The Placebo Effect

Many people have heard of The Placebo Effect. It is a remarkable medical phenomenon in which a placebo, an inactive substance, can sometimes improve a patient’s condition simply because the person has the expectation that it will be helpful.

Skeptics in many fields cite “The Placebo Effect” to demolish evidence of good and benefit in fields where they have no knowledge or expertise. For example they would say that healing stones have no active properties, so can not possibly work. But empirical evidence is against them; so how do people feel better, or even recover? Well of course “That is the Placebo Effect!” comes back the smug reply.

Why do we need to know about The Placebo Effect?

In coaching, we often use whatever comes to hand to enable our clients to achieve their objectives; Milton Erickson would have called that utilization. By understanding what is happening with the placebo response we can better help the people we work with. What better reason can there be than that?

What the medical experts say

It has been shown in medically supervised tests that placebos have measurable physiological effects. For example, when participants are told they have taken a stimulant, the placebo tends to speed up pulse rate, increase blood pressure, and improve reaction speeds. Placebos have the opposite physiological effects when participants are told they have taken a sleep-producing drug.

Humans have the potential to respond to the suggestion of a healer or coach, or even a caring parent. A patient’s distress may be relieved by something simple like being told “You can feel it getting better”. A familiar example is Band-Aid put on a child. It can make the child feel better by its soothing effect, though there is no medical reason it should do anything.

Many experts question the use of cough medicines because clinical trials have not found that cough medicines are any better than a placebo or dummy treatment. However, there is a massive industry that manufactures, markets and sells cough treatments. Who is right and who is wrong? It depends on your point of view.

How do we use The Placebo Effect

After some careful and protracted analysis, I realized that as coaches, therapists and parents, we use the placebo effect frequently. Sometimes we use it consciously, like the Band-Aid on a child; we do not believe for a moment that there is any magic ingredient in a plaster. At other times without conscious thought, when we give good luck charms as presents.

We use metaphors to elicit desired states in people, and get them to imagine the outcome they want. Sometimes we make those metaphors link to actions or things in the real world, so they have some tangible artifact as their focus. Like my magic stones.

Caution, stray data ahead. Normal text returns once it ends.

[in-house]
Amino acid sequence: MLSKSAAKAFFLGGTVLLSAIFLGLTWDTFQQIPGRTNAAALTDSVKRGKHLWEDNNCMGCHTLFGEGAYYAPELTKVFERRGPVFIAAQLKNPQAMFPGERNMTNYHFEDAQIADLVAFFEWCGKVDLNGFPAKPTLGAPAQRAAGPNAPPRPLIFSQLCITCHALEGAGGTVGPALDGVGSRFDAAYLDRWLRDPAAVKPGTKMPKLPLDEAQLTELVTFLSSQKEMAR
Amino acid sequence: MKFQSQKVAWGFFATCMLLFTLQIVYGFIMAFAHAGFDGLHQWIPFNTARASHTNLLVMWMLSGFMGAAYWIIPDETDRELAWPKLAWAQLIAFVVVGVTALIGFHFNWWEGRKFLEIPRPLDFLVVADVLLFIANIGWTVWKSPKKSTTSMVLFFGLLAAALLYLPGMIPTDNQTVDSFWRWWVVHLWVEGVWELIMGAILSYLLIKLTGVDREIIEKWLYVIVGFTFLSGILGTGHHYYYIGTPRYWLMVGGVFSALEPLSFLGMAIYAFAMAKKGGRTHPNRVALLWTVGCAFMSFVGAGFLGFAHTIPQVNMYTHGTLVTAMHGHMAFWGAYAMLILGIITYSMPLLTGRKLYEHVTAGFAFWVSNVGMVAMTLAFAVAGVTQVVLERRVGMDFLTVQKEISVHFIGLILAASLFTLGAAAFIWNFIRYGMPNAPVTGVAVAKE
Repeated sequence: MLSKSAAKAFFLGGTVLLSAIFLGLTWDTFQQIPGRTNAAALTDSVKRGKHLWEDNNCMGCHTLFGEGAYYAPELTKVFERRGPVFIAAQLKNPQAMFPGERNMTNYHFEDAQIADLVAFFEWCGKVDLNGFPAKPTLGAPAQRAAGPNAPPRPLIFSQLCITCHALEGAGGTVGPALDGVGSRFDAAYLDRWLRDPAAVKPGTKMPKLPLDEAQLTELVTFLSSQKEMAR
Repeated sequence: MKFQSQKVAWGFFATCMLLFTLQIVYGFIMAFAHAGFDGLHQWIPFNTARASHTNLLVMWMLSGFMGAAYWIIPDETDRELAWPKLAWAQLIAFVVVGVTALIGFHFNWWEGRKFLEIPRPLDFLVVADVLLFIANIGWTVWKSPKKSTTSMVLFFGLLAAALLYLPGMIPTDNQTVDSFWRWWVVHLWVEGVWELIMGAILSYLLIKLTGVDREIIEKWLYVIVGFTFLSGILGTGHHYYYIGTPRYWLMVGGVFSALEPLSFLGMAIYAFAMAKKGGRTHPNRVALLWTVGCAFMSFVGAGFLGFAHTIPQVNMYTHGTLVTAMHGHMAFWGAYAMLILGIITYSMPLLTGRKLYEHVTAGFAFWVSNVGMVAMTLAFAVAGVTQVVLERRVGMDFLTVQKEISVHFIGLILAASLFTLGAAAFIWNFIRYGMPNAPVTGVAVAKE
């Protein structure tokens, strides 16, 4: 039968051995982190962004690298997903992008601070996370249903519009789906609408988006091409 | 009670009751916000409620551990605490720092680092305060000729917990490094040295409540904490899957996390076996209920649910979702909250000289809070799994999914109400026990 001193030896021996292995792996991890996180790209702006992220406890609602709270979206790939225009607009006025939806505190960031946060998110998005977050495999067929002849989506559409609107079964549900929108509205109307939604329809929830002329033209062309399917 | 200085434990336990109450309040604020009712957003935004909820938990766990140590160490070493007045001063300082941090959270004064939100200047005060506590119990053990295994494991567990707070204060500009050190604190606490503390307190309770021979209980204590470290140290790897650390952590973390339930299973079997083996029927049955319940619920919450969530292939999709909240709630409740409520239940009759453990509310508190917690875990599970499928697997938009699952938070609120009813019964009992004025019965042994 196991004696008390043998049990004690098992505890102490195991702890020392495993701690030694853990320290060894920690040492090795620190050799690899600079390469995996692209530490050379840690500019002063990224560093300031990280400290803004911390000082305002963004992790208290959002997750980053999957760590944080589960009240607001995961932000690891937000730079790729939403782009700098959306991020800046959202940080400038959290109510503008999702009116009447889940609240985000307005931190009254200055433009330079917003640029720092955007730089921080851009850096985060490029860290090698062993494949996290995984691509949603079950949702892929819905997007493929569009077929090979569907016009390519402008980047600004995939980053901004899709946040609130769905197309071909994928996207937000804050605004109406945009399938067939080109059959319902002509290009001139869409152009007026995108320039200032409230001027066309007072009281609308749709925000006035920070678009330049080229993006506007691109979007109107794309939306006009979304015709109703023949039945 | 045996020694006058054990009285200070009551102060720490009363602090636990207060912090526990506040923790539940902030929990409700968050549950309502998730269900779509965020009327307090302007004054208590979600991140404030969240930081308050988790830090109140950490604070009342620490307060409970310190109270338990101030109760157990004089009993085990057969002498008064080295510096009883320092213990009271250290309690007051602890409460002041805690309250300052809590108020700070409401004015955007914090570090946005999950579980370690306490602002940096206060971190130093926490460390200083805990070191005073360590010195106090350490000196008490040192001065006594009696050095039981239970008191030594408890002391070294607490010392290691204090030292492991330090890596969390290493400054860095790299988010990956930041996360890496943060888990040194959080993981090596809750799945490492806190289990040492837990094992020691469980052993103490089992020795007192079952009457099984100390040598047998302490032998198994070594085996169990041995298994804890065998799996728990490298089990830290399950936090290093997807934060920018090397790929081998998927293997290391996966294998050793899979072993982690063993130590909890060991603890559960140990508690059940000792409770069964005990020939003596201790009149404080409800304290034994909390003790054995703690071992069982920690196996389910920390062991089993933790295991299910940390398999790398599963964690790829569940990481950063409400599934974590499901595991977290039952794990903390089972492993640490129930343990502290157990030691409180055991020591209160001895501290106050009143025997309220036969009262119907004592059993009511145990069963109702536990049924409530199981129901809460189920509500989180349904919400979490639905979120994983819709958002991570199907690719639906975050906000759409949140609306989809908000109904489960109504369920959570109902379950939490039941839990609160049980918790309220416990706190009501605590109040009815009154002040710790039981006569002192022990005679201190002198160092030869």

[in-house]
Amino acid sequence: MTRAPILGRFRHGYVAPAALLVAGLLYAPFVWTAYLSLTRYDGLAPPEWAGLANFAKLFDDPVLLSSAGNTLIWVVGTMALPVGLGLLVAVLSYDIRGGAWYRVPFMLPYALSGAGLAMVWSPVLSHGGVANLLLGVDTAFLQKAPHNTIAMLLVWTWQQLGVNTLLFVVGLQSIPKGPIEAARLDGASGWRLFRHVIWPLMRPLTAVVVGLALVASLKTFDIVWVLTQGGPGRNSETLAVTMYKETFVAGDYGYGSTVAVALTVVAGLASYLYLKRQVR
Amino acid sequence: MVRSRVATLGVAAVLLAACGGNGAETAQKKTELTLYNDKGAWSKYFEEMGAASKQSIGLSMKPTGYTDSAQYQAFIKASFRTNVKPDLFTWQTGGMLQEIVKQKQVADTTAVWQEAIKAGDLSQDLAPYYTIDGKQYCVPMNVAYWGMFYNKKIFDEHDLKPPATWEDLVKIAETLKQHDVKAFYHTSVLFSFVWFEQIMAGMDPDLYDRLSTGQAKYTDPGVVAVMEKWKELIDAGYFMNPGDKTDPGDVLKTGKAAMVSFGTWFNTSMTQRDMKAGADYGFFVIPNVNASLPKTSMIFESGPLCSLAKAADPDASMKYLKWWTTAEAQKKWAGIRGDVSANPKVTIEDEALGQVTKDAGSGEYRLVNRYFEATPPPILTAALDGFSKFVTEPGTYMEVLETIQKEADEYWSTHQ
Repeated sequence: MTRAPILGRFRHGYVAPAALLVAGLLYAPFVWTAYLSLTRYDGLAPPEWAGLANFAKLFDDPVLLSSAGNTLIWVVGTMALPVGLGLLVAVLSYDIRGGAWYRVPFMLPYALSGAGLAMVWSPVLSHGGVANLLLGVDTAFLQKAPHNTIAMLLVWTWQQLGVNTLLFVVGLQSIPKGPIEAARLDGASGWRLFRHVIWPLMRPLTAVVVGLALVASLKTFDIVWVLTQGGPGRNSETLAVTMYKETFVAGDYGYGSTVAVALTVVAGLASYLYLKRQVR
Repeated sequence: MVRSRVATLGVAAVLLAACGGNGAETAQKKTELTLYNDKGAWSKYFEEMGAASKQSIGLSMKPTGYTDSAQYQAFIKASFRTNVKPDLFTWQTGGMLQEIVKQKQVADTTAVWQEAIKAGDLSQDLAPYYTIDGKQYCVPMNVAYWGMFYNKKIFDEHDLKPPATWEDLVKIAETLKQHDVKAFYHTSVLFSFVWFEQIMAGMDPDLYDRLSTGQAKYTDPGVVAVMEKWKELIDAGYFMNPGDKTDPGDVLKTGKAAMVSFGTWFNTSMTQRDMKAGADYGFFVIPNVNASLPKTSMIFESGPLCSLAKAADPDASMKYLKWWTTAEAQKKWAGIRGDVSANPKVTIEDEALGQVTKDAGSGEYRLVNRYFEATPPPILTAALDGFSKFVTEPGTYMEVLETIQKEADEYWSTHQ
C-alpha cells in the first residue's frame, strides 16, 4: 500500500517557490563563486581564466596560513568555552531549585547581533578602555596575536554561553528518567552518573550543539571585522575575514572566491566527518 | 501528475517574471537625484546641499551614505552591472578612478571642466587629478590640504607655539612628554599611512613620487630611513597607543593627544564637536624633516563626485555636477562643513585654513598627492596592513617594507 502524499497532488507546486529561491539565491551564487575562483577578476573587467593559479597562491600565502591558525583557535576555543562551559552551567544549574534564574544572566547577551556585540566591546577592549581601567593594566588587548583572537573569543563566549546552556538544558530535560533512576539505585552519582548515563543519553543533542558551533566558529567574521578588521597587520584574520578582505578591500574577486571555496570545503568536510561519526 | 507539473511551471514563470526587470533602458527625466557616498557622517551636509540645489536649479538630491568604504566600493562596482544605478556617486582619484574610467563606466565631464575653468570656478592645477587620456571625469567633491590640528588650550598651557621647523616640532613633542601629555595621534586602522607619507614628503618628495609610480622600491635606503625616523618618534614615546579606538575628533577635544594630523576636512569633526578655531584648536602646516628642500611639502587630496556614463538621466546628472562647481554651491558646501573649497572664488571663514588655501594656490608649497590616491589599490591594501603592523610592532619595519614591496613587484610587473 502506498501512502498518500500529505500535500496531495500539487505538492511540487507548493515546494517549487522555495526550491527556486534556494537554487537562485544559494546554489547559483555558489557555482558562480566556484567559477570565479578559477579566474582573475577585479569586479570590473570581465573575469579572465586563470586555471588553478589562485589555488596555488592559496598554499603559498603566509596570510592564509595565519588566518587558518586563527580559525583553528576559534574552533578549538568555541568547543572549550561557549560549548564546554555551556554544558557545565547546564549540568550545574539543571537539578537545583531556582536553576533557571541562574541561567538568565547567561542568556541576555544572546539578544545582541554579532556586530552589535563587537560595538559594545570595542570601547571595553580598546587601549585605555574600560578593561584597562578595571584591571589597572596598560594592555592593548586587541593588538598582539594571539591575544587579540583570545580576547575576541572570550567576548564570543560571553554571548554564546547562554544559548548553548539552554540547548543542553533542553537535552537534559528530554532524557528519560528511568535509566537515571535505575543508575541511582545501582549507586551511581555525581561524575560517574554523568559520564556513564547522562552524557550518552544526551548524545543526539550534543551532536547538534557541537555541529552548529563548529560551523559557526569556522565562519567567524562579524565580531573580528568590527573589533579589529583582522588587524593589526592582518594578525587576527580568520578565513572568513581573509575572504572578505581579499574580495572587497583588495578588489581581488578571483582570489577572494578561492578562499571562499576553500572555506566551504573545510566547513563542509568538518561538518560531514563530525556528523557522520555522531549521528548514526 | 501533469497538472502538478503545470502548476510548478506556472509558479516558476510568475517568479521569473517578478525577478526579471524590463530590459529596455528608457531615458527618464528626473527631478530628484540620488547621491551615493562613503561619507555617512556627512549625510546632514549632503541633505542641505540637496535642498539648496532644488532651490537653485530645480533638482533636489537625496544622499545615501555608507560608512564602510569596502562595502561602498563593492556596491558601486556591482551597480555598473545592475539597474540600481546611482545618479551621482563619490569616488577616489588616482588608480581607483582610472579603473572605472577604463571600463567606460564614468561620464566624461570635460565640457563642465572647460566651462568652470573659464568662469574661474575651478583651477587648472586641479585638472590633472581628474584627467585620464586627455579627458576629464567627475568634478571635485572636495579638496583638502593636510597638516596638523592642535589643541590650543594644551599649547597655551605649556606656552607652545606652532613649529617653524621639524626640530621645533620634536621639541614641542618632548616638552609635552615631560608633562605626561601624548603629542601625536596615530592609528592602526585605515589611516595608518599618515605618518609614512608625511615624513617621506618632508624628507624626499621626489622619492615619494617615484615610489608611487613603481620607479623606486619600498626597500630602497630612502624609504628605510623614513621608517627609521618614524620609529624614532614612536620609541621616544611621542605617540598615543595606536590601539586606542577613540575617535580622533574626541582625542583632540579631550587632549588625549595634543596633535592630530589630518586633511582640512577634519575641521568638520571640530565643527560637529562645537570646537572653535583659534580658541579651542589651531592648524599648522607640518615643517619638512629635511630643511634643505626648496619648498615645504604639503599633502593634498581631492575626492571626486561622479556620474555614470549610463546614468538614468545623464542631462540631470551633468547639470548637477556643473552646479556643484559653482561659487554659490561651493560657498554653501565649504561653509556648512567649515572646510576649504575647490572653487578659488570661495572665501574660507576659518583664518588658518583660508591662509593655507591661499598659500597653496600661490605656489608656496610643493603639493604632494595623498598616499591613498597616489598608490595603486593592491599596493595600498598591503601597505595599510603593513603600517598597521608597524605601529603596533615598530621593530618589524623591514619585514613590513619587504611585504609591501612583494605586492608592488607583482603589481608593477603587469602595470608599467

What Magic Stones?

Around my home and office I have a number of magic stones, which I sometimes refer to as healing stones. They are usually river rounded and smooth, and have been collected on my travels round the world, or from the local DIY store. Suitably washed and sterilized, they lie waiting for their moment in someones life.

If someone comes with a particularly intractable problem and needs a shift in focus, I ask them to select one stone out of a choice of three. I then tell them the story of that stone, and weave it into a metaphor, relating to their particular problem. By focusing on the stone, they allow the metaphor to get to work on their unconscious. Finally we layer in some positive emotional states, and anchor them in the feel of their chosen stone.

It works because we have something external to focus on while the metaphor is building in the mind of the subject. Instead of an internal dialogue about how this could not possibly have any positive effect, there is just concentration on the nice smooth stone. We have bypassed the critical faculty which gets in the way of progress.

When they leave, they take the stone with them as a quick and easy way to re-trigger the metaphor and their positive states.

These healing stones have worked for people quitting smoking, overcoming anger and lowering blood pressure. There are another group of magic stones which work for people with performance anxiety, interview nerves and fear of public speaking. Finally there is a special group of stones which help athletes, artist and musicians achieve their full potential.

Of course, we now know that it is the placebo effect at work. There can be no other explanation possible. Or is there?

What If The Placebo Effect is really something else

What if human beings were actually capable of doing and being more than current medical science and physics accept is possible.

Imagine that your vision could be improved by conscious will alone. Imagine that your hearing could be made more sensitive or discerning by your own actions. Imagine that if you took charge of your life that you could control pain, or the way you feel, or physiological factors like blood pressure, heart rate, or weight.

Maybe all that is needed is for someone to give us a sugar pill, or talisman, or magic stone and tell us that we are now healing. Maybe that is all we require to disregard the medical and scientific dogma and rhetoric; that we can only get better by the products of multinational pharmaceutical companies.

Maybe the placebo effect is just a name given to the visible part of the unfathomable depths of human potential.